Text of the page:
In the world of “Italian Studies” it makes sense why they would accept Alina even if her presence in their group violates “social norms” (according to Simon). These teens recognize the novelty in Alina’s face and Kirby’s impressive performance is not so delicate as it is youthful. Especially in sections that they capture in close-up shots, watch them navigate the subway or walk around shops, she comes across as a determined child discovering how things work. At the same time, there is a visible shyness that reads as all too human but isn’t seen often in adult performances.
READ MORE: The Movies That Changed My Life: “Tramps” Director Adam Leon
As the third film by Leon, “Italian Studies” shows Leon’s growth as a filmmaker, who has established himself as an authorship thanks to his still perfect record. This time he is making a film about the soul of his last two Cannes favorites.give me the booty” and then “Tramp“, The latter published on Netflix. The pace is noticeably different here, as these two were more like high-stakes sprints around town on the spot, sometimes without the young characters wearing shoes or knowing exactly where they were going to end up. “Italian Studies” has a different pace, but Leon sees this world very similarly. He loves these New Yorkers as subjects for close-ups that ask us to study the children’s faces, just as if they are hundreds of meters away, taken in his typical shots with long lenses that are sometimes photo-bombed by trains. Sometimes the distant camera is even ahead of the character it wants to film, and those raw moments remind you of how vivid history can be without trying to be tidy.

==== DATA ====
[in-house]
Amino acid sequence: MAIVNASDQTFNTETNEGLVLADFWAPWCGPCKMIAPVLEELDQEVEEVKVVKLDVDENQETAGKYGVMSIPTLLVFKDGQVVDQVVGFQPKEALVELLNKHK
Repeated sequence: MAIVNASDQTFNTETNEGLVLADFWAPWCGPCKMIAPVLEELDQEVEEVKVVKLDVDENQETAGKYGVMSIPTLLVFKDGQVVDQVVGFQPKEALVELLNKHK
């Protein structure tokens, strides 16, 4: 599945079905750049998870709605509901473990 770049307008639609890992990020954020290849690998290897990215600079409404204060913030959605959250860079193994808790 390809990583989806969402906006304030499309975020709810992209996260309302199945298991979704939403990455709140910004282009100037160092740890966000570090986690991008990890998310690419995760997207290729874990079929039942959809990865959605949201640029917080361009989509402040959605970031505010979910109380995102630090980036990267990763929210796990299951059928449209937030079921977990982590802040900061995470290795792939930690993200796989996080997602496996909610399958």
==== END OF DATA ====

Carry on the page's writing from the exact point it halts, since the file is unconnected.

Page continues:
“Italian Studies” is a fascinating reflection of Leon: Like Alina, Leon is interested, if not revered, in the way young people think. The scenes in which Alina hangs out with them or interviews them have a notable autobiographical element, to whatever extent that is intended. (To create even more meta levels, Maya Hawke briefly seen as a woman named Erin who is actually a character from the book “Italian Studies” who does what Alina does now and even dresses like her) The teenagers are the emotional core of the story, and what Alina is like Leon wants to listen to them and give them space.
Thanks to the composer, “Italian Studies” has a unique texture overall Nicholas Britell, who has been working with Leon since “Gimme the Loot”. (As you may know, Britell has projects like “Moonlight“,”The subway“,”Succession“and more). Britell’s fuzzy synthesizers and selected percussion create a cavernous soundscape that turns New York City into a huge art museum where Alina gets lost.
What happened to Alina doesn’t matter, and “Italian Studies” can be a little unrewarded when viewed like a jigsaw puzzle with clues scattered in the out-of-chronological elaboration (attributed Sara Shaw, Erin Dewitt, Kristan Sprague, and Betsy Kagan). It’s much more effective on his state of mind, one where a director re-examines what fascinates him. Leon’s affection for the city and its people makes the most sense. [B+]
Follow all of our coverage of the 2021 Tribeca Film Festival here.